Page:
Oxygen isotope exchange between H2O and CO2 at elevated CO2 pressures: implications for monitoring of geological CO2 storage

G Johnson, B Mayer

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Abstract

Traditionally, the application of stable isotopes in Carbon Capture and Storage (CCS) projects has focused on δ13C values of CO2 to trace the migration of injected CO2 in the subsurface. More recently the use of δ18O values of both CO2 and reservoir fluids has been proposed as a method for quantifying in situ CO2 reservoir saturations due to O isotope exchange between CO2 and H2O and subsequent changes in δ18OH2O values in the presence of high concentrations of CO2. To verify that O isotope exchange between CO2 and H2O reaches equilibrium within days, and that δ18OH2O values indeed change predictably due to the presence of CO2, a laboratory study was conducted during which the isotope composition of H2O, CO2, and dissolved inorganic C (DIC) was determined at representative reservoir conditions (50 °C and up to 19 MPa) and varying CO2 pressures. Conditions typical for the Pembina Cardium CO2 Monitoring Pilot in Alberta (Canada) were chosen for the experiments. Results obtained showed that δ18O values of CO2 were on average 36.4 ± 2.2‰ (1σ, n = 15) higher than those of water at all pressures up to and including reservoir pressure (19 MPa), in excellent agreement with the theoretically predicted isotope enrichment factor of 35.5‰ for the experimental temperatures of 50 °C. By using 18O enriched water for the experiments it was demonstrated that changes in the δ18O values of water were predictably related to the fraction of O in the system sourced from CO2 in excellent agreement with theoretical predictions. Since the fraction of O sourced from CO2 is related to the total volumetric saturation of CO2 and water as a fraction of the total volume of the system, it is concluded that changes in δ18O values of reservoir fluids can be used to calculate reservoir saturations of CO2 in CCS settings given that the δ18O values of CO2 and water are sufficiently distinct.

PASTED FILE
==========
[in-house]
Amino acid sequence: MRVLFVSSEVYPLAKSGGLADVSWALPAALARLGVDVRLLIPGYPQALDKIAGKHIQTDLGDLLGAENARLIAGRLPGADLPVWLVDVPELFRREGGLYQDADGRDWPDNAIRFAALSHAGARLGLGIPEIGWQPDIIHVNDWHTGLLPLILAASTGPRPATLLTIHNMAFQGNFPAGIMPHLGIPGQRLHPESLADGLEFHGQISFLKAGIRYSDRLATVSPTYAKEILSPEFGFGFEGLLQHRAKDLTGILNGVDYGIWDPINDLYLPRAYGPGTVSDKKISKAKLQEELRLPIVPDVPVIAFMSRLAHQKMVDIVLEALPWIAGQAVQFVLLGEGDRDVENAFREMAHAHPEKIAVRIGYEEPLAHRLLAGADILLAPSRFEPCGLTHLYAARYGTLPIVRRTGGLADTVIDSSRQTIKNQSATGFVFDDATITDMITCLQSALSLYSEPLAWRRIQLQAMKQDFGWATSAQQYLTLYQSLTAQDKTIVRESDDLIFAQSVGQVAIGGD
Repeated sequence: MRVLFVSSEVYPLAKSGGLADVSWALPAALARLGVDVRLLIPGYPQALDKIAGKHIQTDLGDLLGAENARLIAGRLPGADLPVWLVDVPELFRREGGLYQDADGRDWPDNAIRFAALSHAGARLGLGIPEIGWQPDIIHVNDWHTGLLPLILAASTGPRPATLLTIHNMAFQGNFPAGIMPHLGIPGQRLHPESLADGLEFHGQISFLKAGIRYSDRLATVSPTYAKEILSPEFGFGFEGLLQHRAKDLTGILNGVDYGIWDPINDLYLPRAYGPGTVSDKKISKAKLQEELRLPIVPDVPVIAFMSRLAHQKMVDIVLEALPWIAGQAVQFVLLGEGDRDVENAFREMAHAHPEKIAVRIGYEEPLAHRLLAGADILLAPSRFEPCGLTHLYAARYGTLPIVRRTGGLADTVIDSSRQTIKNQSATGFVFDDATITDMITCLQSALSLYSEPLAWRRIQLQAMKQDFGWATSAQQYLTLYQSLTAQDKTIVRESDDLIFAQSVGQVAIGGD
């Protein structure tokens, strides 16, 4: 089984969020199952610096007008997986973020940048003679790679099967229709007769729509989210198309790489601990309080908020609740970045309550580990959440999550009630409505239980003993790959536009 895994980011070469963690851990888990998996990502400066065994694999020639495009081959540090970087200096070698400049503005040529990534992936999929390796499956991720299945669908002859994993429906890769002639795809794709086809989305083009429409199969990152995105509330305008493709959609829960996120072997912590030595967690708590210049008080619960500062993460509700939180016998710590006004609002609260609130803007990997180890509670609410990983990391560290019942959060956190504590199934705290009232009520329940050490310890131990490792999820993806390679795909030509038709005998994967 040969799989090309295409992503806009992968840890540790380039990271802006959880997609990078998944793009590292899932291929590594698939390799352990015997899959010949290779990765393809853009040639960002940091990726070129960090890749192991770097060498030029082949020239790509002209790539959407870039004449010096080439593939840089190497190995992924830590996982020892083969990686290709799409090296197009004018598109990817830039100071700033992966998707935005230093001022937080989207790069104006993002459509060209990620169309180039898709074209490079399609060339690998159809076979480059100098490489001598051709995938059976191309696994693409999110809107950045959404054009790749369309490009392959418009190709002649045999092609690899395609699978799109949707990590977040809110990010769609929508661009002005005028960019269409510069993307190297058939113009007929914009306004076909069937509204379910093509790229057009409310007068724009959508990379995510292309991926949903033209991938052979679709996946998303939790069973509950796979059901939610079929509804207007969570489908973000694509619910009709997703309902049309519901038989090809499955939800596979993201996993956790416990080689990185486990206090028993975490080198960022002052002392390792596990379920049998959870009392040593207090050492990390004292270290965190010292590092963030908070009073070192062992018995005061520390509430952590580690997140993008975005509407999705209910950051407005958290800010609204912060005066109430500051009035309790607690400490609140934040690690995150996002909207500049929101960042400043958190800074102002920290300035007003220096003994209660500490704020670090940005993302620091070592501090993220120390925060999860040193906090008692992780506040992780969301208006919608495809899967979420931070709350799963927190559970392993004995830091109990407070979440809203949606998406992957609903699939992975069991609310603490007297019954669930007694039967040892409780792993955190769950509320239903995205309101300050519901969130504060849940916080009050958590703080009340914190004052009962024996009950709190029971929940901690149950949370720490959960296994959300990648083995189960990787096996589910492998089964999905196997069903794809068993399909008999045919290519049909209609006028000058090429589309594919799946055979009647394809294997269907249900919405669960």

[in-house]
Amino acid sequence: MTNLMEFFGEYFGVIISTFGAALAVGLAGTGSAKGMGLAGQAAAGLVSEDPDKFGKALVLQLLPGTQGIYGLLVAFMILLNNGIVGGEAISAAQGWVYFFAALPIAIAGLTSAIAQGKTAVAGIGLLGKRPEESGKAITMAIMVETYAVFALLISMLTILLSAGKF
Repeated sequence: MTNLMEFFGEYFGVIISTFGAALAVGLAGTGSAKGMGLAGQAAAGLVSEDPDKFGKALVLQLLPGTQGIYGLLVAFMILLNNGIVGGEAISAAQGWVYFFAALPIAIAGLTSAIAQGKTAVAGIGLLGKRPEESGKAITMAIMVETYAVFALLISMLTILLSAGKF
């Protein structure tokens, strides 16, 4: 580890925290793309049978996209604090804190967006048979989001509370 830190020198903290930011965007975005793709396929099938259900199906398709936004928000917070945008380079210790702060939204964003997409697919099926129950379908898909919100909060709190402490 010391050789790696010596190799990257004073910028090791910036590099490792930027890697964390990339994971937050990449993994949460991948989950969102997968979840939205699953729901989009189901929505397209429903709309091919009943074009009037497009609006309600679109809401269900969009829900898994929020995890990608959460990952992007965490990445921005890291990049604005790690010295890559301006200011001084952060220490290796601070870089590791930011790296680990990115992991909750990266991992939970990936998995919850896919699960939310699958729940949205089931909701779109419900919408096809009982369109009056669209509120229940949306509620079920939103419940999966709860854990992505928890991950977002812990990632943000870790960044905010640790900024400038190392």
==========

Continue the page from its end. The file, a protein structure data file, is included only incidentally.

Original languageEnglish
Pages (from-to)1184-1191
Number of pages8
JournalApplied Geochemistry
Volume26
Issue number7
DOIs
Publication statusPublished - 16 Apr 2011

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Keywords

  • oxygen isotope exchange
  • geological CO2 storage
  • carbon capture and storage

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